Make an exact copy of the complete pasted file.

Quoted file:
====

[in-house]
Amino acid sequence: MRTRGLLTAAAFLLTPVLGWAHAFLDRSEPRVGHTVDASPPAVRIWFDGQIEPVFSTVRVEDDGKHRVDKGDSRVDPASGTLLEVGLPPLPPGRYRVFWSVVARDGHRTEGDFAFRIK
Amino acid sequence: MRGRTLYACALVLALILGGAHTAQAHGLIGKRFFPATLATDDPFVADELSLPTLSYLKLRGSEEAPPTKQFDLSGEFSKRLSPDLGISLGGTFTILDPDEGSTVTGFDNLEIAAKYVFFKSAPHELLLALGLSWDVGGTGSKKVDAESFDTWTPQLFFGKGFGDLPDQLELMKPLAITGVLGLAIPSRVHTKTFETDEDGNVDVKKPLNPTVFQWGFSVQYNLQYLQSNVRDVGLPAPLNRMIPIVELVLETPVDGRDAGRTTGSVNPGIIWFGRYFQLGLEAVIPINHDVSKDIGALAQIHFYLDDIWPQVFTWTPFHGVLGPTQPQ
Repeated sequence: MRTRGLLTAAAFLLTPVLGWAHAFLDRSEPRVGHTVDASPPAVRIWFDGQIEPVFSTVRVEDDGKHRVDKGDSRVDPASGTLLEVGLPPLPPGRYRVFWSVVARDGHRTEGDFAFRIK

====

[in-house]
Amino acid sequence: MRTRGLLTAAAFLLTPVLGWAHAFLDRSEPRVGHTVDASPPAVRIWFDGQIEPVFSTVRVEDDGKHRVDKGDSRVDPASGTLLEVGLPPLPPGRYRVFWSVVARDGHRTEGDFAFRIK
Amino acid sequence: MRGRTLYACALVLALILGGAHTAQAHGLIGKRFFPATLATDDPFVADELSLPTLSYLKLRGSEEAPPTKQFDLSGEFSKRLSPDLGISLGGTFTILDPDEGSTVTGFDNLEIAAKYVFFKSAPHELLLALGLSWDVGGTGSKKVDAESFDTWTPQLFFGKGFGDLPDQLELMKPLAITGVLGLAIPSRVHTKTFETDEDGNVDVKKPLNPTVFQWGFSVQYNLQYLQSNVRDVGLPAPLNRMIPIVELVLETPVDGRDAGRTTGSVNPGIIWFGRYFQLGLEAVIPINHDVSKDIGALAQIHFYLDDIWPQVFTWTPFHGVLGPTQPQ
Repeated sequence: MRTRGLLTAAAFLLTPVLGWAHAFLDRSEPRVGHTVDASPPAVRIWFDGQIEPVFSTVRVEDDGKHRVDKGDSRVDPASGTLLEVGLPPLPPGRYRVFWSVVARDGHRTEGDFAFRIK